Diocesan Boys’ School swimming team captain leads his team in and out of the water

Diocesan Boys’ School swimming team captain leads his team in and out of the water

Leon Lo Cheuk-chun attributes his speed and agility in the butterfly to decent rhythmic techniques and a whole lot of core strength

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Leon Lo Cheuk-chun won a gold medal on the last day of the swimming competition. Photo: Diocesan Boys’ School

A good swimmer needs a rival, because they motivate you to want to swim faster, said Diocesan Boys’ School’s (DBS) 17-year-old swimming team captain Leon Lo Cheuk-chun.

Leon was referring to Vincent Suen Wai-cheong, a fellow 17-year-old swimmer from Wah Yan College, Kowloon. The first day of the Division One Inter-school Swimming Competition (Kowloon and Hong Kong Island) 2016-2017 saw them compete in the 50m butterfly. Leon was faster, clocking 25.47 seconds – which beat his personal best (PB) of 25.76 – but Vincent wasn’t too far behind, coming in at 25.67.

Vincent told Young Post before the October 28 event that Leon is known as a butterfly expert as he has exceptional body movement and speed.

“It will be a tough battle against Leon because he always tries to beat his previous records,” said Vincent. In response to Vincent’s comments, Leon said that he had been working hard in preparation for the competition.

“No one questions Vincent’s superiority in short distance races because his explosive power is very impressive. To put myself in a better position [for the competition], I will need to avoid making any coordination mistakes. I’ve been watching videos of my own swimming in an attempt to see where I’m going wrong and how I can do better,” said Leon.


Diocesan Boys’ and Girls’ Schools crowned overall champions in swimming competition


Leon told Young Post that the hardest part of the butterfly stroke is trying to master the rhythmic techniques. “A good rhythm can help balance your coordination between the propulsive phase – when you use the pull and push of your arms, the ‘dolphin kicks’ and the power of your waist – and non-propulsive phases – arm and leg recovery. If you can do this, your swimming speed can improve.”

He added that core exercises, like sit-ups, crunches and leg lifts, shouldn’t be overlooked as part of a swimmer’s exercise regime, as the butterfly requires a great deal of strength.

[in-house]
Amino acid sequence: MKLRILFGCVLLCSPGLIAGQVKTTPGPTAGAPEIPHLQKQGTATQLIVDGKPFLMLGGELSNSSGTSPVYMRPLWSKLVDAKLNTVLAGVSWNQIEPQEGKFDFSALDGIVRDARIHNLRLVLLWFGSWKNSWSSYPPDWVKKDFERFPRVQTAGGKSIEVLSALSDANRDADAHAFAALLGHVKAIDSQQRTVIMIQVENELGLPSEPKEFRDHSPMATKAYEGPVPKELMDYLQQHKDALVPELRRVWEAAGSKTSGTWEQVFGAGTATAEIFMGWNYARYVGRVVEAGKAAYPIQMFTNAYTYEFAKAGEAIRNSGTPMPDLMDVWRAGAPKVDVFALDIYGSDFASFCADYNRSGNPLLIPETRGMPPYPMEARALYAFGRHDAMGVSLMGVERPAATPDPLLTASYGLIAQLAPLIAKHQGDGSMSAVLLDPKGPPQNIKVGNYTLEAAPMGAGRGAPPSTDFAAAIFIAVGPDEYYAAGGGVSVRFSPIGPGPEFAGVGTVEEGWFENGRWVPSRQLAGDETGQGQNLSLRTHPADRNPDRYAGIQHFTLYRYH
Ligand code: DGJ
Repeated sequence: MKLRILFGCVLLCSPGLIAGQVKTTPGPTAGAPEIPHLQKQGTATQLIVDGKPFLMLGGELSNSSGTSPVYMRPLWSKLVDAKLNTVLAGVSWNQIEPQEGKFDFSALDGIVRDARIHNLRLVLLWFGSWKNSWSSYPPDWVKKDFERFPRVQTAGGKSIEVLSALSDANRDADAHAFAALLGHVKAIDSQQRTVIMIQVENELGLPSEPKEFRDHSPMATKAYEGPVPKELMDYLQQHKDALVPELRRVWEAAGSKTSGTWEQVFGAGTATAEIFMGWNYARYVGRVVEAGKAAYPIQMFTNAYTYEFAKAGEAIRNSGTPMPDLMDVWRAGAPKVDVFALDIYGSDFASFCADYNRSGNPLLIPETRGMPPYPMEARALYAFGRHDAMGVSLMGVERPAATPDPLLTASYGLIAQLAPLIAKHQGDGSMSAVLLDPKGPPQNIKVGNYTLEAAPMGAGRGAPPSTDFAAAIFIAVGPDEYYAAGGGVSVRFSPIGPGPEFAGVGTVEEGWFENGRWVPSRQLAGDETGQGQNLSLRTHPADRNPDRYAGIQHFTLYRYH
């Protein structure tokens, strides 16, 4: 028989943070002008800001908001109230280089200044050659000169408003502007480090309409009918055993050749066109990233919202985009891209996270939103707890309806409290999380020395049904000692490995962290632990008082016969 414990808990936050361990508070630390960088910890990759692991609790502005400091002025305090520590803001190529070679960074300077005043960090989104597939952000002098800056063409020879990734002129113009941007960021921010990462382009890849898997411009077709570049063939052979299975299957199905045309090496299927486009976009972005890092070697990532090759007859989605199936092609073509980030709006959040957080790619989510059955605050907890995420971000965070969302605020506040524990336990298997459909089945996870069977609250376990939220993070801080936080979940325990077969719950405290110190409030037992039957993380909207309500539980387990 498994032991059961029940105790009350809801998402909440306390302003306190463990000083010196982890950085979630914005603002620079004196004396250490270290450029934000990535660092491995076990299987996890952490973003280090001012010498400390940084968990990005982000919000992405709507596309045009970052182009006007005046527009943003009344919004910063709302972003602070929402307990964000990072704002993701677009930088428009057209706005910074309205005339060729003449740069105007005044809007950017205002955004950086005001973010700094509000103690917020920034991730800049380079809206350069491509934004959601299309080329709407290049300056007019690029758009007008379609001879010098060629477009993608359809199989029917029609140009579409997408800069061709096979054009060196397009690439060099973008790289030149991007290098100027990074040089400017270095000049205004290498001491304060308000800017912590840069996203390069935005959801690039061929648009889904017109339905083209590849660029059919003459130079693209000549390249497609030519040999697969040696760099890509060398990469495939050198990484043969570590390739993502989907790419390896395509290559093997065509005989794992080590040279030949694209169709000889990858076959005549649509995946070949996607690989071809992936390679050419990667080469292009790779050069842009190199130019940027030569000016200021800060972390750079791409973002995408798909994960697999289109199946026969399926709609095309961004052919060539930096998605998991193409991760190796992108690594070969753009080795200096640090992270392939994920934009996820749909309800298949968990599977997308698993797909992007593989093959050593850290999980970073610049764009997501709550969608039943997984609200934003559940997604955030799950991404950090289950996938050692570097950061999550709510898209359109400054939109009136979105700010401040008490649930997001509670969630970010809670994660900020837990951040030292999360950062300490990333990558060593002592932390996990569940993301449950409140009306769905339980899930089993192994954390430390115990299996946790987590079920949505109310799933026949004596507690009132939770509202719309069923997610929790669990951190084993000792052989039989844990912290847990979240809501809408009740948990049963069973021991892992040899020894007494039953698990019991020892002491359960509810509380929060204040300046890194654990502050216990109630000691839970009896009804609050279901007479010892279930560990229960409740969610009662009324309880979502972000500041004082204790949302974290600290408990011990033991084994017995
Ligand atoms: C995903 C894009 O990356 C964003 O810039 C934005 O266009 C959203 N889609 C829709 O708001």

The biggest obstacles in the way of DBS winning the boys’ overall title were La Salle College (LSC) and St Joseph’s College (SJC), Leon said. The two schools were within touching distance of leaders DBS after the first day of the competition. “There were impressive performances from LSC and SJC, but we are determined to secure the overall championship [for the 24th time in a row],” he added.

As team captain, Leon not only instructs his teammates on how to swim faster, he also provides them with advice on how to mentally prepare for their races.

“When the event was rescheduled in late October because of Typhoon Haima, many of the swimmers in my team were nervous and worried. ‘Move ahead [of this problem]’, I told them. You shouldn’t over-think things,” he said. “I think the competition’s postponement was a good test psychologically, and helped boost our team spirit, too!”

And it seems like the delay worked in DBS’s favour – on the final day of the swimming competition, Leon won a gold medal with the time of 25.41. He was closely followed by Vincent with a time of 25.71.


Bench Notes

If you could have the abilities of any animal during a competition, what would it be and why?
A sailfish. Its long dorsal fin would be awesome because it would help me to swim faster by cutting a path through the waves.

What song title best describes you when you’re playing your sport?
Eminem’s Till I Collapse. The song always reminds me to keep going in a race “till I collapse”.

What food would you never give up?
Ice-cream. It’s a sweet treat after a tough competition, and leaves me with a sense of satisfaction.

This article appeared in the Young Post print edition as
Life in the fast lane

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